determine the active constituents and their pharmacological activities. It is a rich source of phytochemicals,
including many which have been found only in the Phyllanthus genus. Many of the “active” constituents
are attributed to biologically active lignans, glycosides, flavonoids, alkaloids, ellagitannins, and
phenylpropanoids found in the leaf, stem, and root of the plant. Common lipids, sterols, and flavonols also
occur in the plant. Because of the confusion among P. niruri, P. amarus, and P. sellowianus over the years
(and the reclassification of the genus), the research reviewed herein will encompass that which has been
reported on all three of these very similar species.
The first notable area of study has validated chanca piedra’s longstanding traditional use for kidney
stones. In 1990, the Paulista School of Medicine in São Paulo, Brazil, conducted studies with humans and
rats with kidney stones. They were given a simple tea of chanca piedra for 1–3 months and it was reported
that the tea promoted the elimination of stones.1 They also reported a significant increase in diuresis and
sodium and creatine excretion. Subsequently the medical school educated new doctors about the ability
to treat kidney stones with this natural remedy and now it is found in many pharmacies throughout Brazil.
In a 1999 in vitro clinical study, a chanca piedra extract exhibited a potent and effective inhibitory effect
on the formation of calcium oxalate crystals (the building blocks of most kidney stones).2 In a 2002 in vivo
study, researchers seeded the bladders of rats with calcium oxalate crystals and treated them for 42 days
with a water extract of chanca piedra. Their results indicated that chanca piedra “strongly inhibited the
growth of the matrix calculus and reduced the number of stone satellites compared with the group
receiving water.”3 Several of the animals even passed the stones which did form. Previously (in the mid-
1980s) the antispasmodic activity of chanca piedra was reported. This led researchers to surmise that
“smooth muscle relaxation within the urinary or biliary tract probably facilitates the expulsion of kidney or
bladder calculi.”4 Researchers had already reported chanca piedra’s antispasmodic properties5 and smooth
muscle relaxant properties (including a uterine relaxant effect) in earlier studies.6 In 1990, Nicole Maxwell
reported that Dr. Wolfram Wiemann (of Nuremburg, Germany) treated over 100 kidney stone patients with
chanca piedra obtained in Peru and found it to be 94% successful in eliminating stones within a week or
Chanca piedra is also used in herbal medicine for gallstones and, while no research has been
performed that specifically validated this use, one study does indicate that chanca piedra has an effect on
gallbladder processes. In a 2002 study, Indian researchers reported that chanca piedra increased bile acid
secretion (demonstrated choleretic activity) and significantly lowered blood cholesterol levels in rats.8 The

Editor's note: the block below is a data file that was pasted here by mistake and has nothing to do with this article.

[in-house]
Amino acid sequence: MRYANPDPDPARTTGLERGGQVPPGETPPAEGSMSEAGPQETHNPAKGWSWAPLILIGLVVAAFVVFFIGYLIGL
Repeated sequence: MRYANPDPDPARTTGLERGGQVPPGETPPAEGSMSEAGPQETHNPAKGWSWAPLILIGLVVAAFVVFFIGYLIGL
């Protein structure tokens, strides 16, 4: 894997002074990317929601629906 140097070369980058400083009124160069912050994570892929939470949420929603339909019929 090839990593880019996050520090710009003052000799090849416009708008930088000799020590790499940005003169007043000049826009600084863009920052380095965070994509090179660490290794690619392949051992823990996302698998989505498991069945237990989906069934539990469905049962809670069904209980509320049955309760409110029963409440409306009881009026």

beneficial effects of lowering cholesterol and triglyceride levels was also confirmed by another in vivo (rat)
study in 1985.9
The plant’s traditional use for hypertension has been explored by research as well. The hypotensive
effects were first reported in a dog study in 1952 (in which a diuretic effect was noted also).6 The
hypotensive effects were attributed to a specific phytochemical in chanca piedra called geraniin (an
ellagitannin phytochemical) in a 1988 study.10 In 1995 Indian researchers gave human hypertensive
subjects chanca piedra leaf powder in capsules and reported a significant reduction in systolic blood
pressure, a significant increase in urine volume, and in urine and serum sodium excretion.11 Chanca
piedra’s diuretic effect in humans was recorded as far back as 192912 and, in India, a tablet of chanca
piedra (called Punarnava) is sold as a diuretic there.13 In the above 1995 study, researchers also reported
that blood glucose levels were reduced significantly in human subjects studied.11 Two other studies with
rabbits 14 and rats 15 document the hypoglycemic effect of chanca piedra in diabetic animals. Yet another
study documented chanca piedra with aldose reductase inhibition (ARI) properties.16 ARIs are substances
that act on nerve endings exposed to high blood sugar concentration to prevent some of the chemical
imbalances that occur and thus protect the nerve. (This activity also supports chanca piedra’s traditional
use for diabetes). This ARI effect was attributed, in part, to another ellagitannin phytochemical—ellagic
acid—found in chanca piedra. This well-studied phytochemical has been documented with many other
beneficial effects in numerous clinical studies (over 300 to date).
Another area of research has focused on the pain-relieving and/or antinociceptive effects of chanca
piedra and performed at a Brazilian university. So far, they’ve published six studies on their findings. The
first three studies (published in 1994–1995) reported strong and dose-dependent analgesic effects in mice
administered water and/or alcohol extracts of chanca piedra (orally, intragastrically, and intraperitoneally)
against six different laboratory-induced nociception (pain) models.17–19 Even when mice were fed orally with
a hydroalcohol extract at only 35 mg/kg these marked analgesic effects were recorded.19 In 1996, they
isolated and tested the hypotensive phytochemical geraniin from chanca piedra and reported that it was